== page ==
The Immune System: Your Body’s Guards
Your immune system is in a battle every day. That’s its job.
You’re protected by a coordinated defense. Cells, proteins, and chemical signals join forces against bacteria, viruses, parasites, and other pathogens. And your immune system also helps in wound healing, cellular and tissue turnover, and repair.
A healthy, functional immune system is a complex machine. It contains many layers, subsystems, tissues, organs, and processes. But a basic understanding can help you see what you need to maintain healthy immunity.
Barriers to Entry
Imagine your body as a castle to be defended. The first layer of defense are your physical and chemical barriers. They’re the high, thick walls that turn away many intruders.
Your skin is the most obvious physical barrier. And it’s a good one. Your largest organ is a waterproof covering that protects you against pathogens. Skin’s construction, substances on the surface, and other compounds in deeper layers help it provide protection.
Skin does a good job, but there are other paths into the body. That’s why other physical barriers exist.
Your upper respiratory tract has tiny hairs called cilia. They move potentially harmful material away from your lungs. Your gut barrier blocks absorption of possibly harmful substances. And your excretory (bathroom) functions physically expel pathogens.
Mucus blurs the line between the physical and chemical. Whatever category you put it in, mucus is an effective trap for invaders. It’s produced by membranes throughout your body. This thick, gluey substance is your body’s sticky trap, grabbing microbes and not letting go.
Other chemical barriers include: tears, saliva, stomach acid, and protective chemicals produced inside of cells and in your blood.
Immunity in General: Your Innate Immune System
The innate immune system is sometimes called the non-specific immune system. This subsystem of your larger immune defense is loaded into your genetic code. That’s the innate, or inherent, part. And it provides more general protection, destroying any microbes that enter your body. That’s the non-specific part.
Your cellular defenses kick in if a pathogen survives your physical and chemical barriers—which could also be considered part of the innate subsystem. That’s where phagocytes (a specific type of immune cell) come in. These white blood cells act like guards patrolling your body and destroying invaders.
These cells are found throughout the tissues of your body. They kill pathogens through a process called phagocytosis. It’s complicated, but there’s a simple way to understand it.
Phagocytes eat the invading microbes. They were named phagocytes for a reason—phago comes from the Greek for “to eat.” Phagocytes ingest or engulf the invaders. While trapped, several killing mechanisms are deployed to destroy the pathogen.
Some phagocytes have receptors that distinguish between healthy cells and potentially harmful substances. (They also deal with turnover of dead and dying cells.) Other pathogen eaters are chemically signaled to sites where they can be most useful. Phagocytes even help with the cleanup and repair after the invaders are destroyed.
Your adaptive immune system is like an immunity database. After encountering a specific pathogen, you have immune cells that can recall the best way to destroy it. That’s why it’s also referred to as specific or acquired immunity.
The original pathogen exposure can be intentional or accidental. That doesn’t matter. A normal, healthy response starts with an antigen. Think of an antigen as the bar code of each cell. Just like every item in the grocery store has a unique bar code, each cell type has a unique antigen code to identify it.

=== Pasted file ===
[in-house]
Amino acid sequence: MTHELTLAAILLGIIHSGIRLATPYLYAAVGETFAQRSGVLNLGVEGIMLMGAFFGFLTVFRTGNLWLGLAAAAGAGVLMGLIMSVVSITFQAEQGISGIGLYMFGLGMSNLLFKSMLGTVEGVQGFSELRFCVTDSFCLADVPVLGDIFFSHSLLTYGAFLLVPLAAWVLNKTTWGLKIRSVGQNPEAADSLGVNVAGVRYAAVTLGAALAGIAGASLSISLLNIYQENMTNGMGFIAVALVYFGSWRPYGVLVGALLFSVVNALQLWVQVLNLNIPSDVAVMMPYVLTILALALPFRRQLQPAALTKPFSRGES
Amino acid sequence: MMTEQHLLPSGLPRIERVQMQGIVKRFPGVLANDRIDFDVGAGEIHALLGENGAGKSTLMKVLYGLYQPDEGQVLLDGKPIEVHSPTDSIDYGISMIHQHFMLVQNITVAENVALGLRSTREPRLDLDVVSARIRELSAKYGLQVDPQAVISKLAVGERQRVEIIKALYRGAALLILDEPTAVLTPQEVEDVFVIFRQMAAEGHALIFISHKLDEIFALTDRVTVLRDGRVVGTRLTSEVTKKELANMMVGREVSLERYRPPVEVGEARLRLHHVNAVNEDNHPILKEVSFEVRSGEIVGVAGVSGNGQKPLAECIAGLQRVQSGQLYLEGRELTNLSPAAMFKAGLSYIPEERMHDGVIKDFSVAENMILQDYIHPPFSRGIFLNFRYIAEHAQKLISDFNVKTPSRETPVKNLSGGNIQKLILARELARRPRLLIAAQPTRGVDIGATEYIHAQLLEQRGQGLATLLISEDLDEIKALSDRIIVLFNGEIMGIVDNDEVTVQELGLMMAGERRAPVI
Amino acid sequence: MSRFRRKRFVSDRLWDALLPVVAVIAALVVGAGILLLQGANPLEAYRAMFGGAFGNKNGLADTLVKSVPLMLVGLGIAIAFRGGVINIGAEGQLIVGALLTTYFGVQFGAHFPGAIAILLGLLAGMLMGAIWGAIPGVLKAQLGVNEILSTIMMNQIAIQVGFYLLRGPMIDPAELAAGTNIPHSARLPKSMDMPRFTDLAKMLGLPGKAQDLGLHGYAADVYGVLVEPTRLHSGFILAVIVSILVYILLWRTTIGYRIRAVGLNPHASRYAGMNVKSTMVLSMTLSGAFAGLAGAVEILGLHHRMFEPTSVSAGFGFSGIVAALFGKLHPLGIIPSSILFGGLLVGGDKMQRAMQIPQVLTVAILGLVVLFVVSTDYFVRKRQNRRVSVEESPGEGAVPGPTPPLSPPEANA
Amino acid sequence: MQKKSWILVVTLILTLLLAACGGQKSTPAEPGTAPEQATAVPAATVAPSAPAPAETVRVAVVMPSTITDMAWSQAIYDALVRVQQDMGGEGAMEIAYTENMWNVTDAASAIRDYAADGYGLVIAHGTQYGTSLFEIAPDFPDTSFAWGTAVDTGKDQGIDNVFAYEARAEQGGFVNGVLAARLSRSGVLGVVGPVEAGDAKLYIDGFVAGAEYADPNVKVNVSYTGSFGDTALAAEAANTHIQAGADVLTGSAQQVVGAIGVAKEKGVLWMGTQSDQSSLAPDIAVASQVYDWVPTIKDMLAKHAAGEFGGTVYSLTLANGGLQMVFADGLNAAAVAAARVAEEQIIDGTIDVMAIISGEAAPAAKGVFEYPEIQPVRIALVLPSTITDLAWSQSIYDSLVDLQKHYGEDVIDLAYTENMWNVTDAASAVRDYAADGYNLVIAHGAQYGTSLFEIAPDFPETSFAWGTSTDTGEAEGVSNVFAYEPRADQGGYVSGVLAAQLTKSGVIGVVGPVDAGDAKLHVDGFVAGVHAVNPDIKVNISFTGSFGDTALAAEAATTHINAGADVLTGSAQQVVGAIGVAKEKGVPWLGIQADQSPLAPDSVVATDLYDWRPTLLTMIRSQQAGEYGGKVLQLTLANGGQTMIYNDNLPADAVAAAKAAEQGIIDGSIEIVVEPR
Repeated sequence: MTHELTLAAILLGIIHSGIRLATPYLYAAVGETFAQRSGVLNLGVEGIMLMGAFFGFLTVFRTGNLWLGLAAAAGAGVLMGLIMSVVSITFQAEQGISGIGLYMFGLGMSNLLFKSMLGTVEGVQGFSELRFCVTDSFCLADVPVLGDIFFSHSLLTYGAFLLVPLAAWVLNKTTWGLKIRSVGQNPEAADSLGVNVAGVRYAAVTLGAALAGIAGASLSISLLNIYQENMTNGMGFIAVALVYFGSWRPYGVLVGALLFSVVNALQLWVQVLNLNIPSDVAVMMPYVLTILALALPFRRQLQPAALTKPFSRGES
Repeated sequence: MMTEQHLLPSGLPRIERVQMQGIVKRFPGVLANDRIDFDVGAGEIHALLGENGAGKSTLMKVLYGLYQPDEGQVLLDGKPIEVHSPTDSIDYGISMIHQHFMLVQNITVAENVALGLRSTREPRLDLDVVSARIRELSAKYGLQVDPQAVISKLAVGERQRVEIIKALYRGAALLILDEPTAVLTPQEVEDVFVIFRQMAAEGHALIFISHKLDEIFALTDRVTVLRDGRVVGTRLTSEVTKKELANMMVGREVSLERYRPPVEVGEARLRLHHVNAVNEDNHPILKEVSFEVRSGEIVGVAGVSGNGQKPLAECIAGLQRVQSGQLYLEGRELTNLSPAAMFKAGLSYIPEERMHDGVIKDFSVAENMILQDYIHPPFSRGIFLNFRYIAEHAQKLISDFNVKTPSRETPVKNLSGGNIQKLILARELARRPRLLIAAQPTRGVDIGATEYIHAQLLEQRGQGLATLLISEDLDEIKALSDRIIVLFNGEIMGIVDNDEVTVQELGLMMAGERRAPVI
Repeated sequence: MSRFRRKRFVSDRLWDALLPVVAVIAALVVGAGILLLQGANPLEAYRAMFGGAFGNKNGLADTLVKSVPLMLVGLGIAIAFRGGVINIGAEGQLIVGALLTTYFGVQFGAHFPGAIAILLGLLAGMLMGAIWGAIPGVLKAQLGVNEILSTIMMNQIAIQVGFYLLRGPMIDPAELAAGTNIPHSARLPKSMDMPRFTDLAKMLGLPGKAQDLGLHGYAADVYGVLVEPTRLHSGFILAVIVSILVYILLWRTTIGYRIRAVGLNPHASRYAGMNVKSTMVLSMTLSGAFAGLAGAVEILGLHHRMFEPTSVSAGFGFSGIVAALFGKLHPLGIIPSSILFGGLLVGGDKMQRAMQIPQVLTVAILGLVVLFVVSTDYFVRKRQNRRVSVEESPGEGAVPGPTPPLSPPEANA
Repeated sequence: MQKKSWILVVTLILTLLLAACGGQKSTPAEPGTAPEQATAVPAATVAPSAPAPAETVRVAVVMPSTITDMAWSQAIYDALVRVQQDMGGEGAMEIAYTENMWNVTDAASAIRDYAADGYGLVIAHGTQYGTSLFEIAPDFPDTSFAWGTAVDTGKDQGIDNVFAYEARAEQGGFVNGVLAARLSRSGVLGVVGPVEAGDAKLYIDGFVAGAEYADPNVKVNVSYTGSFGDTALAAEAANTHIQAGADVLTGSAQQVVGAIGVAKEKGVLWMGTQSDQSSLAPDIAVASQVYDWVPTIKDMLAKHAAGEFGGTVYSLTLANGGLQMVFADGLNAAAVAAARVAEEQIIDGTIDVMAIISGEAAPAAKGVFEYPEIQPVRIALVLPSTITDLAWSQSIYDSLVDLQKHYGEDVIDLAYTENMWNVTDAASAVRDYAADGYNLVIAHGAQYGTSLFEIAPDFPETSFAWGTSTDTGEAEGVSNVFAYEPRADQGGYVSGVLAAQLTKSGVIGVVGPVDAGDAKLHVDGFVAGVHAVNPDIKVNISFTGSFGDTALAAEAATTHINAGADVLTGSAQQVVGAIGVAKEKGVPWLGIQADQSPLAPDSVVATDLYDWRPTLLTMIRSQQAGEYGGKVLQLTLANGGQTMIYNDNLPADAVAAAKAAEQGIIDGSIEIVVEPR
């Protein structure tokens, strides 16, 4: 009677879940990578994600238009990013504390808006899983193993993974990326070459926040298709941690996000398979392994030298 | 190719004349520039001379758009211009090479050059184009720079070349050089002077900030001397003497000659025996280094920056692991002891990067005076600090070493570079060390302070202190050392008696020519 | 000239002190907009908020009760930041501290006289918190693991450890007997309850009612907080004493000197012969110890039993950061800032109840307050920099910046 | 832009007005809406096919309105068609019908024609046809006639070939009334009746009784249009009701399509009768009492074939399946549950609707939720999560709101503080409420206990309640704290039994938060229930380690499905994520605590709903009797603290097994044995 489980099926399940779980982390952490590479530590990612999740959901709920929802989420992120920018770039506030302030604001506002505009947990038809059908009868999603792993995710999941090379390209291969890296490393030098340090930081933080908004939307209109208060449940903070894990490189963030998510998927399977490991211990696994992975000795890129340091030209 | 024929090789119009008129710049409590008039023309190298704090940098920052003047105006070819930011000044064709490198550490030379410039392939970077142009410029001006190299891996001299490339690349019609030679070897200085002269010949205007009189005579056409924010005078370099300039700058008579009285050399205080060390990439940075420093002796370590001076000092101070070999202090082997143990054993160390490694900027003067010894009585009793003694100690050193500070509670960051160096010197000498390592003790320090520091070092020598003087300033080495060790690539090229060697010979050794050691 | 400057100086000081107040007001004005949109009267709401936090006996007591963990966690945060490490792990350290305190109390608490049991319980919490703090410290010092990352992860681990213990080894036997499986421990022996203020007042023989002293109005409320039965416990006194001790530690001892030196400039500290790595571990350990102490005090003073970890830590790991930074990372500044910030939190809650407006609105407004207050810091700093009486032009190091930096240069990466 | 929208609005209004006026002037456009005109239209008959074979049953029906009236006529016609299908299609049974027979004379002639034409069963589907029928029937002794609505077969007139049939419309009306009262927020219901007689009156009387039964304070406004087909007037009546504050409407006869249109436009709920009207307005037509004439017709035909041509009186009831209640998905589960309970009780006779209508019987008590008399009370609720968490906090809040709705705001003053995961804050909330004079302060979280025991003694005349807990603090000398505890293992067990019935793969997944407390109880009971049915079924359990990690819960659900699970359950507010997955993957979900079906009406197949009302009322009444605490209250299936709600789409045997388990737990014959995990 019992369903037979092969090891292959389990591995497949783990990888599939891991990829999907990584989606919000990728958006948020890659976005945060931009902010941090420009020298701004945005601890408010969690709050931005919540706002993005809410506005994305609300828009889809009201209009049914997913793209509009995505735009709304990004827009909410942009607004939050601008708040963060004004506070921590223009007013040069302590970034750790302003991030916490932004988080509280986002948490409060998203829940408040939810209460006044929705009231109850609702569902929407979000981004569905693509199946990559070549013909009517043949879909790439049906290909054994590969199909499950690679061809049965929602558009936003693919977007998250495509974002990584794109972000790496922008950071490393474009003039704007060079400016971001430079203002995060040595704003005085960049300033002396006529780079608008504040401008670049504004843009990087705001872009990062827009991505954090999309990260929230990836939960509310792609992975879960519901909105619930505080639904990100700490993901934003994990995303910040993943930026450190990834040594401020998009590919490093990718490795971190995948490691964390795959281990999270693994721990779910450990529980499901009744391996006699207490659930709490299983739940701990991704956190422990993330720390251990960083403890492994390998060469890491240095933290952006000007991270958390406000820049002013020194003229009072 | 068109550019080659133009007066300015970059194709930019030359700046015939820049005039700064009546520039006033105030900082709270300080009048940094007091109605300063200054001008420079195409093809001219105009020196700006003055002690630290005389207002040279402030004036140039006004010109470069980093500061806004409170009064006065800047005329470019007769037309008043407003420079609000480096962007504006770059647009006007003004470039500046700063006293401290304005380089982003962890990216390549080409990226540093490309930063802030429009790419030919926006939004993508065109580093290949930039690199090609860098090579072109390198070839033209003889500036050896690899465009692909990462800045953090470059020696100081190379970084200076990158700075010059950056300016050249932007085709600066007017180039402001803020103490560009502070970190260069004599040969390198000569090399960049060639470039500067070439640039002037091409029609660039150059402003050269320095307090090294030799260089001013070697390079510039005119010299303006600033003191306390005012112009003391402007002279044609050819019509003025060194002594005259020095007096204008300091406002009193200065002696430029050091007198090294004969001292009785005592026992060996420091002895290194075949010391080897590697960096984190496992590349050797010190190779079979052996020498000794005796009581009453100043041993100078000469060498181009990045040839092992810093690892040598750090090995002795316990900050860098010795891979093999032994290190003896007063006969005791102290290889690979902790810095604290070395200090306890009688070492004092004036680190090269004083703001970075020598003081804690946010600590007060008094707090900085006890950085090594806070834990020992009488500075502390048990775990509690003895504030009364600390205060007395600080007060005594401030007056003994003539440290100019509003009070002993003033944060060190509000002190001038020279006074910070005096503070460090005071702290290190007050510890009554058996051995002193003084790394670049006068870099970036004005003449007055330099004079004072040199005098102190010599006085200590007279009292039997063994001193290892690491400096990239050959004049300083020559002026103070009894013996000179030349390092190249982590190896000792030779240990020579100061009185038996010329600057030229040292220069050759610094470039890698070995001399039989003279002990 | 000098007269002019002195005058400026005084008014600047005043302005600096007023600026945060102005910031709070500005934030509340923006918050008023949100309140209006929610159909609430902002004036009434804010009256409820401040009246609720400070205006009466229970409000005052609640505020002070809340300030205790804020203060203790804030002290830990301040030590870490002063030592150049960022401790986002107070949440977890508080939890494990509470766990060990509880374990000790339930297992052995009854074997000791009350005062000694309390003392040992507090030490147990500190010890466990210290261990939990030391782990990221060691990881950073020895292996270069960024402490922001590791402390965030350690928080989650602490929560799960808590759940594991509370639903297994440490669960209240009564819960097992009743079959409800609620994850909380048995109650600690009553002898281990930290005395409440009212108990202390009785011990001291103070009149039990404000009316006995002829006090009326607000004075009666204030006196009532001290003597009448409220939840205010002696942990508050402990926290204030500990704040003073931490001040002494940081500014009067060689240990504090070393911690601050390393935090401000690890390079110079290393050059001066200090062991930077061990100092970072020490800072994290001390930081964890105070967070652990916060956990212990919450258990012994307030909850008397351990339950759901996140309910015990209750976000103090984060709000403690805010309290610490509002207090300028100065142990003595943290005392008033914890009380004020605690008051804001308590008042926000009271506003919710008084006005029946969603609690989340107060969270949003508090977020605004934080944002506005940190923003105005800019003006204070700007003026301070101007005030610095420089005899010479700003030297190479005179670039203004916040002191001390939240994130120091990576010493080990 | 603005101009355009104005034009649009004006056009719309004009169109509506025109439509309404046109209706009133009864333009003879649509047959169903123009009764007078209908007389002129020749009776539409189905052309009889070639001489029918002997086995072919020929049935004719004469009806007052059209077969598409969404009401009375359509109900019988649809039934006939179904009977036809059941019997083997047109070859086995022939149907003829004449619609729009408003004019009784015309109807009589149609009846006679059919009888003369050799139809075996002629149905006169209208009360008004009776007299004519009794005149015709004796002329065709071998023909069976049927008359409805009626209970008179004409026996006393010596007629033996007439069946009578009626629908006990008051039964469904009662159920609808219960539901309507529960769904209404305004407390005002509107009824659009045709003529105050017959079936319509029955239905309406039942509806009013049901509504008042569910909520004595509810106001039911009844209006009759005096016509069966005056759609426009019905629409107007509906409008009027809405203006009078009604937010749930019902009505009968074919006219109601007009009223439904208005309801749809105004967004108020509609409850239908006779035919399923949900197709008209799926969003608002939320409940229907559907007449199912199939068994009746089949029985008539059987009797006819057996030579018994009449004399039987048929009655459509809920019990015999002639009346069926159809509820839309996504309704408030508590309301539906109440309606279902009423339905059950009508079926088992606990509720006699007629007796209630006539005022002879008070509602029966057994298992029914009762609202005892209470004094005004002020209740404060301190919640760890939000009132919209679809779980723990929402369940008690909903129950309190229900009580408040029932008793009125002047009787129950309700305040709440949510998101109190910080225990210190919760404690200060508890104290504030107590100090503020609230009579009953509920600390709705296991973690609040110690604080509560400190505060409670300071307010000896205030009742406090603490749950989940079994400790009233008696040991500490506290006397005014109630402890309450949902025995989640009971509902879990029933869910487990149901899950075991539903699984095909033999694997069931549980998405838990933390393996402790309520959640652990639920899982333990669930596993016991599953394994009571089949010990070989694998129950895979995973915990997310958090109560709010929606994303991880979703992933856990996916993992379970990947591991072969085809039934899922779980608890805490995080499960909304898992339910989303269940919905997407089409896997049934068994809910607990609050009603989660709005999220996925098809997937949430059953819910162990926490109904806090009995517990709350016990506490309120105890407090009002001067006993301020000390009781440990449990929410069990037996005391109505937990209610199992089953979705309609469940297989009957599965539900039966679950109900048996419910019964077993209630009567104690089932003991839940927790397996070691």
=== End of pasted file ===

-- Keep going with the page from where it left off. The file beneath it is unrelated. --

These antigens—mostly proteins—can also identify pathogens. Our immune system has learned to read these antigen codes. When they recognize something as being foreign, they initiate an immune response.
Each unique antigen triggers the creation of a unique antibody. The y-shaped antibody binds back to the corresponding antigen and marks the invader for attack by other immune cells. Some antibodies can even take care of business for themselves.
Lymphocytes (another specific type of immune cell) are the main cells involved in your adaptive immune system. Two types of white blood cells—T and B cells—are produced in your bone marrow. They can attack and kill pathogens on their own, or assist other white blood cells in the responses.
T and B cells form the basis for your body’s immunity memory bank. B cells present antigens and create and release antibodies. Memory T cells—those that survive previous attacks—quickly and effectively respond to known pathogens. Together, they help your immune system efficiently and effectively destroy known bacteria, viruses, or other pathogens.
Defend Your Immune System
Above, you’ve read about the way a normal, healthy immune system functions. But your defenses can be impacted by your environment, diet, stress, sleep, travel, and other lifestyle factors.
Healthy immune function is a whole-body effort, and maintaining it takes a holistic approach. Here’s a few things that can help:
- Get at least seven hours of sleep a night—and avoid pulling any all-nighters.
- Exercise regularly to promote memory cells, enhance skin immunity, and mobilize immune cells.
- Minimize stress as much as possible or practice healthy coping strategies, like exercise.
- Eat a healthy, balanced diet full of fruits, vegetables, and lean proteins to provide essential micro- and macronutrients and important phytonutrients. A healthy diet (that includes healthy amounts of fiber) will also provide your microbiome with what it needs to maintain good gut barrier function.
- Practice good hygiene, including frequent handwashing, so your body doesn’t have to deal with as many pathogens in the first place.